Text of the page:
Argentina's peso fell sharply against the US dollar in the informal market on Monday following the appointment of new Economy Minister Silvina Batakis.
The black market exchange rate, which although strictly illegal is tolerated, closed at 267 pesos, after ending Friday at 239 pesos. It opened on Monday at 280 pesos.
Batakis, 53, was named as the new economy minister on Sunday following the shock resignation the day before of Martin Guzman, who had led Argentina's negotiations with the International Monetary Fund on restructuring the repayments of a $44 billion debt.
Batakis must tackle an economic crisis in which inflation over the last 12 months topped 60 percent, the poverty rate is at 37 percent, and unemployment is seven percent.
Guzman was widely credited with having saved Argentina from defaulting, but the deal was deeply unpopular among many within President Alberto Fernandez's ruling coalition, not least the vice president and former leader Cristina Kirchner.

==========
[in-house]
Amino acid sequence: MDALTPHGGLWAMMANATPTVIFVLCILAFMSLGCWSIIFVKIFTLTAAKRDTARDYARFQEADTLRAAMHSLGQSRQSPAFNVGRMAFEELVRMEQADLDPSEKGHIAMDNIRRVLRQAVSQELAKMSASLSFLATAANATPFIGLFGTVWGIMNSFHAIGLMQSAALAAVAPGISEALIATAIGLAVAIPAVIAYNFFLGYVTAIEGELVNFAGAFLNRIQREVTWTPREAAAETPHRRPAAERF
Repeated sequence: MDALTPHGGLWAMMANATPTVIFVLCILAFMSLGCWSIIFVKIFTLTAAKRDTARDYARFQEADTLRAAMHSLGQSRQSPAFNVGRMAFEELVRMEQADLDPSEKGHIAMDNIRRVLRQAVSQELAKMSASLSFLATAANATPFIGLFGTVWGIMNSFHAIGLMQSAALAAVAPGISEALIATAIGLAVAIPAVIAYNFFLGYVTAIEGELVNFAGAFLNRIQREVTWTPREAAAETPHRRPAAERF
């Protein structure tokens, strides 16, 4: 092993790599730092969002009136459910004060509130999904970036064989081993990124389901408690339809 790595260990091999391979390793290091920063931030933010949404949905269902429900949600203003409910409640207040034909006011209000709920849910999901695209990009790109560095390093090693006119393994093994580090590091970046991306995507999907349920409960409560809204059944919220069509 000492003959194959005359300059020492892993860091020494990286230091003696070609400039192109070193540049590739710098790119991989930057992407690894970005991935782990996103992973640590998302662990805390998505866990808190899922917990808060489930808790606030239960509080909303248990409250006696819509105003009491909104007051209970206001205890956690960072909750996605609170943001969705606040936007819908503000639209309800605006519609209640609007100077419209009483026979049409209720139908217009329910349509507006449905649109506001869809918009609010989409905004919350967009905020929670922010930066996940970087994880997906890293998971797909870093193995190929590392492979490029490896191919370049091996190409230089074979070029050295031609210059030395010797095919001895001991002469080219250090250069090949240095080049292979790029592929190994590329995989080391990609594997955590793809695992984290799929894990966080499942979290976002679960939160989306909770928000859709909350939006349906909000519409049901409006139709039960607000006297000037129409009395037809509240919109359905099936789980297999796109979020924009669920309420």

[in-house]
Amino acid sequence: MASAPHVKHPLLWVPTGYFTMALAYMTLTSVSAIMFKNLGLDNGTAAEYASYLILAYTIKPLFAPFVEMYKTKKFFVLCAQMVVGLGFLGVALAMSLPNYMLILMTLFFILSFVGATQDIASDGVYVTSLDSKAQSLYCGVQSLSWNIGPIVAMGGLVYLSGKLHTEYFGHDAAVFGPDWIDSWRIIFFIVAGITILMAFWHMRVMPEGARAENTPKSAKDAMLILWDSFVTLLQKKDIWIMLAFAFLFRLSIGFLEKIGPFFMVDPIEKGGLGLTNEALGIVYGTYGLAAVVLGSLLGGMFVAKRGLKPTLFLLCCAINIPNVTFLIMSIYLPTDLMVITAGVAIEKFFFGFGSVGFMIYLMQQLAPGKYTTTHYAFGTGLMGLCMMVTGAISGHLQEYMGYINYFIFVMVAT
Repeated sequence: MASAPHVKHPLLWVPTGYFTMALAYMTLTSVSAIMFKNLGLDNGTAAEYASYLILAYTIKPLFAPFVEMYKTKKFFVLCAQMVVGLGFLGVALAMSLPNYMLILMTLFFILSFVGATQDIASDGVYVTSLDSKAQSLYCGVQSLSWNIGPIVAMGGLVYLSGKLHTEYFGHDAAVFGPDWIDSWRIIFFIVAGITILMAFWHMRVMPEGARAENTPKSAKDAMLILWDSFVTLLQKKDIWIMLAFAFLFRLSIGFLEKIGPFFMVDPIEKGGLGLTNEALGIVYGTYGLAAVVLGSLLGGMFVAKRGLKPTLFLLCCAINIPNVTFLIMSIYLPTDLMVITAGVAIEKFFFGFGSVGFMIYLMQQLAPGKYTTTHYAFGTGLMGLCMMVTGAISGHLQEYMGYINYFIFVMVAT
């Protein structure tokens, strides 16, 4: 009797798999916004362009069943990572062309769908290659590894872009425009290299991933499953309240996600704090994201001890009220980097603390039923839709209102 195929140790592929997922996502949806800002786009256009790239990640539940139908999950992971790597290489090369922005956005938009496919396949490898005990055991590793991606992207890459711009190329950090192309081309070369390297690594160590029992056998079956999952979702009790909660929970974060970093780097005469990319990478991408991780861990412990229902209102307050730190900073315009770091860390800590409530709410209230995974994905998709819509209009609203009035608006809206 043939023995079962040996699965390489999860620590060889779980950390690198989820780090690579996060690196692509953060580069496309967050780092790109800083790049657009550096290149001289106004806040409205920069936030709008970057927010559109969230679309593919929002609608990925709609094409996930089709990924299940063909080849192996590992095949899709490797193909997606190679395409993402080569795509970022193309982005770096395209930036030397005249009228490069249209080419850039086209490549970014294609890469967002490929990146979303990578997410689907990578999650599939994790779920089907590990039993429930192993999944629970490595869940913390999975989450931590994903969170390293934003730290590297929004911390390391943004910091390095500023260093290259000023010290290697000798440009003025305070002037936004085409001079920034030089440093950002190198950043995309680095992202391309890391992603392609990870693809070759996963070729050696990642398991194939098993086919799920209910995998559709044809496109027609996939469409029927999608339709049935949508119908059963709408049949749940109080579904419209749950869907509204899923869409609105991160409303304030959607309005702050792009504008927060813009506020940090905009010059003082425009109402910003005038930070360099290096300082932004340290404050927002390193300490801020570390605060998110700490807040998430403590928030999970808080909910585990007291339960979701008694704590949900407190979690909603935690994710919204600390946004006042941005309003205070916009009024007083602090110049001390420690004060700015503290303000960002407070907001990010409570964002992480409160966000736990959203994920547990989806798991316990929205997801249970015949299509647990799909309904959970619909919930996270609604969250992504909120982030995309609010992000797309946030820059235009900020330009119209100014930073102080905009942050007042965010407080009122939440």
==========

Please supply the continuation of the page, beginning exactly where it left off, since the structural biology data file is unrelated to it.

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While Guzman is a close Fernandez ally, Batakis is a staunch Peronist close to Kirchner.
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Her appointment is seen as a victory for Kirchner in a power struggle with Fernandez.
Argentina operates an official exchange rate, which stood at 132 pesos against the US dollar, depreciating by just over one percent on Monday.
The parallel, or 'blue' exchange market is much smaller but does provide an indication to the expectations for the official market.
The Buenos Aires stock exchange dropped more than 2.5 percent at opening but had recovered most of that by close when it was down 0.87 percent for the day.
Batakis, a 53-year-old economist, was economy minister for Buenos Aires province, the most populous and the poorest in the country, from 2011 to 2015.
Her previous position was at the interior ministry where she cultivated a strong relationship with provincial governors, who met her appointment with "universal acceptance," cabinet chief Juan Manzur said on Monday.
When she was Buenos Aires economy minister, her governor was Daniel Scioli, the current minister for productive development, who is also a staunch Peronist.
"Silvina is a woman who is in contact with the real economy, with people who have day to day problems," Scioli said on Monday.
On her first day on the job, Batakis held a four-hour meeting with Fernandez and also met Guzman and the head of the central bank, Miguel Pesce.